It's all invented
The title of this post comes from the first chapter of The Art of Possibility by Rosamund Stone Zander and Benjamin Zander. It was first published 20 years ago, but the concepts remain relevant in this moment.
So much is uncertain. So many assumptions are being challenged.
But as we consider how to lead in the middle of real pain and crisis, it’s helpful to remember that the way we’ve done it in the past was also just … made up. There’s nothing magic about those decisions.
The Zanders write:
When you bring to mind it’s all invented, you remember that it’s all a story you tell—not just some of it, but all of it. And remember, too, that every story you tell is founded on a network of hidden assumptions. If you learn to notice and distinguish those stories, you will be able to break through the barriers of any “box” that contains unwanted conditions and create other conditions or narratives that support the life you envision for yourself and those around you.
These are mental practices to uncover and shift our presumptions and help us see, and act, in new ways.
We do not mean that you can just make anything up and have it magically appear. We mean that you can shift the framework to one whose underlying assumptions allow for the conditions you desire.
I’m in meeting after meeting where we uncover another piece that won’t work like it did before. At least, not right now.
The way we structure our services. The way we arrange classes. The way we welcome students to campus. The way we celebrate and send them off.
And that’s a space for opportunity in this moment. What worked before may have been great, good, average, or (if we’re honest) in deep need of change already. But now we have a different set of factors, and we get to make up the next thing.
I hope you’ll hear the nuance here. Traditions are important. Some actions are too important to discard. But there are also structures that placed the experiences and preferences of some above others. There are programs we hold onto because they’re what we’ve always done.
These were all made up by someone at some time, and it’s ok to adjust. We have the latitude to reexamine the core of what we want to accomplish and consider how we might best achieve that outcome with today’s context, students, and team.
A rapid shift
In October, a study reported that 39% of instructors said they fully supported the increased use of educational technologies in the classroom, and 46% of faculty members had taught an online course. (via Jeff Doyle)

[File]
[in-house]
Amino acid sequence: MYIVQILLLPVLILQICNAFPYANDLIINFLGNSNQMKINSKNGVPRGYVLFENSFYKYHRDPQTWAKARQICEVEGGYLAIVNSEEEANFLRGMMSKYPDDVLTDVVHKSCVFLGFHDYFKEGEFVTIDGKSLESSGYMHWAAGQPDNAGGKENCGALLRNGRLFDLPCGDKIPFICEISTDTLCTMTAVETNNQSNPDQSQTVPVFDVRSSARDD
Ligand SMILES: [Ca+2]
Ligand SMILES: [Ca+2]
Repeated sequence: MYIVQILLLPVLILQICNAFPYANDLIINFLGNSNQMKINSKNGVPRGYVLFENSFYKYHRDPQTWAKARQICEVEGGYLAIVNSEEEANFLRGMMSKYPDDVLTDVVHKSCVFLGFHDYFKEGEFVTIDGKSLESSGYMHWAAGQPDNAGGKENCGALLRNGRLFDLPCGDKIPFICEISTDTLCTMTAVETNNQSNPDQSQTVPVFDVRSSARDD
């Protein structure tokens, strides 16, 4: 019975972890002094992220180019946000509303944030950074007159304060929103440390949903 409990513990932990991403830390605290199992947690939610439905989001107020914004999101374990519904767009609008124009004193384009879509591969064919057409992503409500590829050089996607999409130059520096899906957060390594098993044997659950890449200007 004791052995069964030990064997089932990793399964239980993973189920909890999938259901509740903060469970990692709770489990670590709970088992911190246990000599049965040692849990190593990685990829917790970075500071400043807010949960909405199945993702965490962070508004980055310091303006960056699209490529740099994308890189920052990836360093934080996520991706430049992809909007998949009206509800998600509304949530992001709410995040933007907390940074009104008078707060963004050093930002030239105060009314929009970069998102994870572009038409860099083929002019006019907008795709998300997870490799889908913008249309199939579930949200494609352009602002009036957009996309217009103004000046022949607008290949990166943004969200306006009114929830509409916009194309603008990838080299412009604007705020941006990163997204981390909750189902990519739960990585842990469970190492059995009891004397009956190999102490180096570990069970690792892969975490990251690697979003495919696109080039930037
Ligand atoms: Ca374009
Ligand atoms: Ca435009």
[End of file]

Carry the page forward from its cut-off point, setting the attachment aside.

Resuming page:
Now, there’s a reason most campuses are referring to the methods used to close out the Spring semester as “remote” or “distance” education rather than “online” courses. Pivoting a class designed for in-person instruction into a Learning Management System and Zoom does not represent the best of online pedagogy.
But in a short period of time, our field has experience a move from 46% of faculty having taught online to almost all having some experience in a new medium. The potential learning (good and bad!) and new ideas that could come from this time are significant, and the rapid move to new technologies has the opportunity to leave a lasting impact on how campuses address future program design.
The freedom to decide what’s next
People who like to write articles and books about higher ed have pointed to needed change in our systems and models for decades. But deep change has only occurred on the margins or in small pockets. Will this time force patches to sustain the current system or create opportunities for more foundational changes?
Regardless of what change is needed, stepping back to realize that our current system was simply the result of a number of people making one decision after another based on their context and preferences may serve to free us to the possibility that there are new—and potentially better—ways of approaching this moment.
Once we are willing to acknowledge that it’s all invented anyway, Rosamund and Benjamin suggest that there are two questions we can use to further guide our thinking.
What assumption am I making, that I’m not aware that I’m making, that gives me what I see?
What might I now invent, that I haven’t yet invented, that would give me other choices?
A detailed take on scenario planning (John Reynolds)
Every leader has been working diligently and relentlessly to stabilize and secure their organization or business – survival plans have become the emergency substitute for strategic plans. However, leaders are not in their role for lack of courage, hope, and innovation, and so many are moving forward to the next stage after crisis of reengineering, renewal and resetting. The challenge/question many of us have is, for what future? How does one plan for uncertainty? There is a definite need for direction and focus, but for which threats, and what opportunities? The solution may be in utilizing a different approach, a tool that was designed for strategic thinking organizations, scenario planning.
Why Higher Ed Futures? (Add your voice)
In this newsletter, “futures” is intentionally plural. With any challenge, there is more than one way to move forward. A thriving educational system will require a network of focused, differentiated colleges and universities that meet the variety of student needs.
My hope here is to avoid binary thinking and create a community where people passionate about higher education can think, dream, and challenge assumptions together.
If you have an idea that challenges or refines the thoughts above, please reply to this email and share! With your permission, we may include it in a future email.